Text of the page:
Gwendy's Button Box

Gwendy's Button Box

Book - 2017
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There are three ways up to Castle View from the town of Castle Rock: Route 117, Pleasant Road, and the Suicide Stairs. Every day in the summer of 1974, twelve-year-old Gwendy Peterson has taken the stairs, which are held by strong, if time-rusted, iron bolts and zig-zag up the cliffside. Then one day when Gwendy gets to the top of Castle View, after catching her breath and hearing the shouts of kids on the playground below, a stranger calls to her. There on a bench in the shade sits a man in black jeans, a black coat, and a white shirt unbuttoned at the top. On his head is a small, neat black hat. The time will come when Gwendy has nightmares about that hat.
Publisher: Forest Hill, MD : Cemetery Dance Publications, [2017]
Copyright Date: ©2017
ISBN: 9781587676109
1587676109
Branch Call Number: Suspense F Kin
Additional Contributors: Chizmar, Richard T. - Author

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KateHillier Sep 04, 2017

This was a one sit read and I really enjoyed it. It's the sort of thing that only Stephen King could come up with but it was just a little bit more like a pulpy mystery than usual - I assume that's his cowriter's influence. I liked it anyway.

Gwendy is singled out by a strange man, at age 12, to be the keeper of a button box. The button box seems to bring a whole lot of good to her life but with that comes a responsibility that she doesn't truly understand, I don't think ever really does. She's an ordinary girl given an extraordinary and vague task but she does only what is in her own nature - and that's all that can be said for any of us.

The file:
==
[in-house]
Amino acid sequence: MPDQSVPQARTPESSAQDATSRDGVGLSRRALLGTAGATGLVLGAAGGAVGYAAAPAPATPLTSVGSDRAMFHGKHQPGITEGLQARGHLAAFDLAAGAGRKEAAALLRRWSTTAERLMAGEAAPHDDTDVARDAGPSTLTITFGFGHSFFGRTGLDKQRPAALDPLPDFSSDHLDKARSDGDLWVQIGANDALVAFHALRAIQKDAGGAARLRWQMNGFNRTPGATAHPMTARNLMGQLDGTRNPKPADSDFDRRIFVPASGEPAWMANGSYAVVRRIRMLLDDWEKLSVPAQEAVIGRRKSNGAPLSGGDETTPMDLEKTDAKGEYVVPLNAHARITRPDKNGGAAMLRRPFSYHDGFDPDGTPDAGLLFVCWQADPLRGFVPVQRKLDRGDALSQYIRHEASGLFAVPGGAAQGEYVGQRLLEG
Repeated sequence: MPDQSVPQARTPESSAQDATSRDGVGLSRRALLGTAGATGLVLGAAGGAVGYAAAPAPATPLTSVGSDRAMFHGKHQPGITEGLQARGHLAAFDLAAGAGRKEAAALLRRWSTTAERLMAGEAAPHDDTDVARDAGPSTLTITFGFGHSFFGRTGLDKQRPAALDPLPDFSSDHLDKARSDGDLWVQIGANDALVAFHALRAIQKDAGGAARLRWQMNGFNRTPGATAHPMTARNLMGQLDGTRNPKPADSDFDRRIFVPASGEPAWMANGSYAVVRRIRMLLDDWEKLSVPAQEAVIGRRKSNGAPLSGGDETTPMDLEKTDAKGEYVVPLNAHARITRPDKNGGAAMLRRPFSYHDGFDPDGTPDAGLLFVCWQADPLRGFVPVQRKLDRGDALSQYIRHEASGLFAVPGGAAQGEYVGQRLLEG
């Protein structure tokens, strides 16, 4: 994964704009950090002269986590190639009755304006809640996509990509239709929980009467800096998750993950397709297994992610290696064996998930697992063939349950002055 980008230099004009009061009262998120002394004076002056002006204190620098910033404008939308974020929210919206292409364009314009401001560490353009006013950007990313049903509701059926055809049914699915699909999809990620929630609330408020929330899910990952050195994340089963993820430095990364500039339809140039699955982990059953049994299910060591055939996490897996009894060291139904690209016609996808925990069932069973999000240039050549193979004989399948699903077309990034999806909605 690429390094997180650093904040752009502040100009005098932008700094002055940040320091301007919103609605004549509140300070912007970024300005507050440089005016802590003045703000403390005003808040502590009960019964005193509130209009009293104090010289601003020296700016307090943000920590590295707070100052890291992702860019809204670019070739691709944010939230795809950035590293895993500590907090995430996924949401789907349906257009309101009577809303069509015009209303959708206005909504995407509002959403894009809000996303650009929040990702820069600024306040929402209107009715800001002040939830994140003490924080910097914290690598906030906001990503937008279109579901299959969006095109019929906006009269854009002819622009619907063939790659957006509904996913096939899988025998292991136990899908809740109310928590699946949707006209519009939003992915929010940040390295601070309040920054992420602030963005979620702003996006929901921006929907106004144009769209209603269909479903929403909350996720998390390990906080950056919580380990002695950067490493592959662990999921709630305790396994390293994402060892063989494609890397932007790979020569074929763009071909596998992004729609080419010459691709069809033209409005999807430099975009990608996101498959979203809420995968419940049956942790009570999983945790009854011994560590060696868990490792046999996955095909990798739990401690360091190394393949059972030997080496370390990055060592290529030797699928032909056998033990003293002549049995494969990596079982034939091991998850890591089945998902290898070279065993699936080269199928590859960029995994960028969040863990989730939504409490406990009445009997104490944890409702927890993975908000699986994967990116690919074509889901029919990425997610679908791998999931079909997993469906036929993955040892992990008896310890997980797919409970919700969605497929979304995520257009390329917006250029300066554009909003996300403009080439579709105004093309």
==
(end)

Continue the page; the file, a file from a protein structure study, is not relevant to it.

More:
As much as it was unsettling I still find myself smiling after the experience. Fantastic, quick, read.

j
JEM_LPL
Aug 02, 2017

"Gwendy's Button Box" is basically an update to Richard Matheson's short story "Button, Button", which is itself an update of the classic "The Monkey's Paw". While Kings' fan will enjoy his trademark writing style, there's no dramatic tension, because the protagonist, Gwendy Peterson, is the proverbial Mary Sue. She has no faults, she has no temptations, she has no burdens; she's so unrealistic that many readers may end up disliking her for her sheer perfection. A more nuanced protagonist and a more detailed antagonist would have resulted in a longer, far more interesting novel. As it is, the good girl is better than good, the bad guy is badder than bad. As Oscar Wilde said "The good end happily, and the bad unhappily; that's why it is called fiction."

j
JILLYJELLY
Jul 24, 2017

Excellent read from one of America's National Treasures. I wasn't feeling well so cozied up with this on a Sunday afternoon and it took me away. Great "quickie" read.

r
RobertC65
Jun 29, 2017

I truly enjoyed this great book by Stephen King, including a lead character with her own sense of morals and the price one pays for the rewards that follow throughout her life. Suspenseful and sinister-a fantastic modern fable.

s
singalonggal
Jun 21, 2017

One of the best parts of a Stephen King title is the "Dear Constant Reader" message he writes just to ME, a friendly bonus of information on what he was thinking as he wrote that particular book. Alas, there was NO Dear Constant Reader message in Gwendy's Button Box. Sigh.

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willington Jun 20, 2017

willington thinks this title is suitable for 11 years and over

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